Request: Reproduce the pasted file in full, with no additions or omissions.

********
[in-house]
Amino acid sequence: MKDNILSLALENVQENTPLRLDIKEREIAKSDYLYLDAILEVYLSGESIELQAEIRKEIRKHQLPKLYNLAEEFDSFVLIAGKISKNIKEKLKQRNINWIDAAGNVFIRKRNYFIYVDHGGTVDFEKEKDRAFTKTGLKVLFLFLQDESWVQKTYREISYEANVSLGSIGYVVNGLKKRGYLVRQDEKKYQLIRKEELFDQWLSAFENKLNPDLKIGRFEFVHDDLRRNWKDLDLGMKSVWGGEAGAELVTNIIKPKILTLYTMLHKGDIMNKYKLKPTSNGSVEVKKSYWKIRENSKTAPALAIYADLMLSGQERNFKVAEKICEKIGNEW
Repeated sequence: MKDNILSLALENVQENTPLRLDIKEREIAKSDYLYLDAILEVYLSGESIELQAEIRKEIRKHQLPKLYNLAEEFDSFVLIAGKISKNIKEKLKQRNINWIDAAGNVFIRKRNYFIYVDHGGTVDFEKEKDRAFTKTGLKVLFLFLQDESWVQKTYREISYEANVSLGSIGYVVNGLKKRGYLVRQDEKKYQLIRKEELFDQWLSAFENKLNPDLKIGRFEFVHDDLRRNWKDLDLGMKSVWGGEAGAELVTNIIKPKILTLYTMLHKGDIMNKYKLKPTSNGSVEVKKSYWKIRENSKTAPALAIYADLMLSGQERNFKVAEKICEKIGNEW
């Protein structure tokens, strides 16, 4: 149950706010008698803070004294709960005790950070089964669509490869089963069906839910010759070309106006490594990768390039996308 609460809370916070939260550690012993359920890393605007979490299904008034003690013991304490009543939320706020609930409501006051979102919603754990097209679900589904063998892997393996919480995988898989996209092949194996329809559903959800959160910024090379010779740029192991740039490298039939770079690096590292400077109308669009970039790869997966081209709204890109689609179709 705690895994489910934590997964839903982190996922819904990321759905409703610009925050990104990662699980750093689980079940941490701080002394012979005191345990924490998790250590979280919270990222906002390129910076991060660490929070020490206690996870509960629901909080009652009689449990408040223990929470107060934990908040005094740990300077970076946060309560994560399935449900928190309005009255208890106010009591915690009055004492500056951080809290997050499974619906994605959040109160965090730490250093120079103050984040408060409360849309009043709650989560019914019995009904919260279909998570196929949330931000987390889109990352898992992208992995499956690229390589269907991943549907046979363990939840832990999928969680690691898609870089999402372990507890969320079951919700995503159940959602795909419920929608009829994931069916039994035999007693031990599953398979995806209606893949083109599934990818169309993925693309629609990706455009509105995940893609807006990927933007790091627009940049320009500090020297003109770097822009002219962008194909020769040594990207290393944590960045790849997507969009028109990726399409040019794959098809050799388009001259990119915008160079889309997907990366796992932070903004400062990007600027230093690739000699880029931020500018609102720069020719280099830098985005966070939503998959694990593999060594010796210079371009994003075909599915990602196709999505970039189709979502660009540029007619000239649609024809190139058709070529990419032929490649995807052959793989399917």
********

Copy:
[in-house]
Amino acid sequence: MKDNILSLALENVQENTPLRLDIKEREIAKSDYLYLDAILEVYLSGESIELQAEIRKEIRKHQLPKLYNLAEEFDSFVLIAGKISKNIKEKLKQRNINWIDAAGNVFIRKRNYFIYVDHGGTVDFEKEKDRAFTKTGLKVLFLFLQDESWVQKTYREISYEANVSLGSIGYVVNGLKKRGYLVRQDEKKYQLIRKEELFDQWLSAFENKLNPDLKIGRFEFVHDDLRRNWKDLDLGMKSVWGGEAGAELVTNIIKPKILTLYTMLHKGDIMNKYKLKPTSNGSVEVKKSYWKIRENSKTAPALAIYADLMLSGQERNFKVAEKICEKIGNEW
Repeated sequence: MKDNILSLALENVQENTPLRLDIKEREIAKSDYLYLDAILEVYLSGESIELQAEIRKEIRKHQLPKLYNLAEEFDSFVLIAGKISKNIKEKLKQRNINWIDAAGNVFIRKRNYFIYVDHGGTVDFEKEKDRAFTKTGLKVLFLFLQDESWVQKTYREISYEANVSLGSIGYVVNGLKKRGYLVRQDEKKYQLIRKEELFDQWLSAFENKLNPDLKIGRFEFVHDDLRRNWKDLDLGMKSVWGGEAGAELVTNIIKPKILTLYTMLHKGDIMNKYKLKPTSNGSVEVKKSYWKIRENSKTAPALAIYADLMLSGQERNFKVAEKICEKIGNEW
């Protein structure tokens, strides 16, 4: 149950706010008698803070004294709960005790950070089964669509490869089963069906839910010759070309106006490594990768390039996308 609460809370916070939260550690012993359920890393605007979490299904008034003690013991304490009543939320706020609930409501006051979102919603754990097209679900589904063998892997393996919480995988898989996209092949194996329809559903959800959160910024090379010779740029192991740039490298039939770079690096590292400077109308669009970039790869997966081209709204890109689609179709 705690895994489910934590997964839903982190996922819904990321759905409703610009925050990104990662699980750093689980079940941490701080002394012979005191345990924490998790250590979280919270990222906002390129910076991060660490929070020490206690996870509960629901909080009652009689449990408040223990929470107060934990908040005094740990300077970076946060309560994560399935449900928190309005009255208890106010009591915690009055004492500056951080809290997050499974619906994605959040109160965090730490250093120079103050984040408060409360849309009043709650989560019914019995009904919260279909998570196929949330931000987390889109990352898992992208992995499956690229390589269907991943549907046979363990939840832990999928969680690691898609870089999402372990507890969320079951919700995503159940959602795909419920929608009829994931069916039994035999007693031990599953398979995806209606893949083109599934990818169309993925693309629609990706455009509105995940893609807006990927933007790091627009940049320009500090020297003109770097822009002219962008194909020769040594990207290393944590960045790849997507969009028109990726399409040019794959098809050799388009001259990119915008160079889309997907990366796992932070903004400062990007600027230093690739000699880029931020500018609102720069020719280099830098985005966070939503998959694990593999060594010796210079371009994003075909599915990602196709999505970039189709979502660009540029007619000239649609024809190139058709070529990419032929490649995807052959793989399917």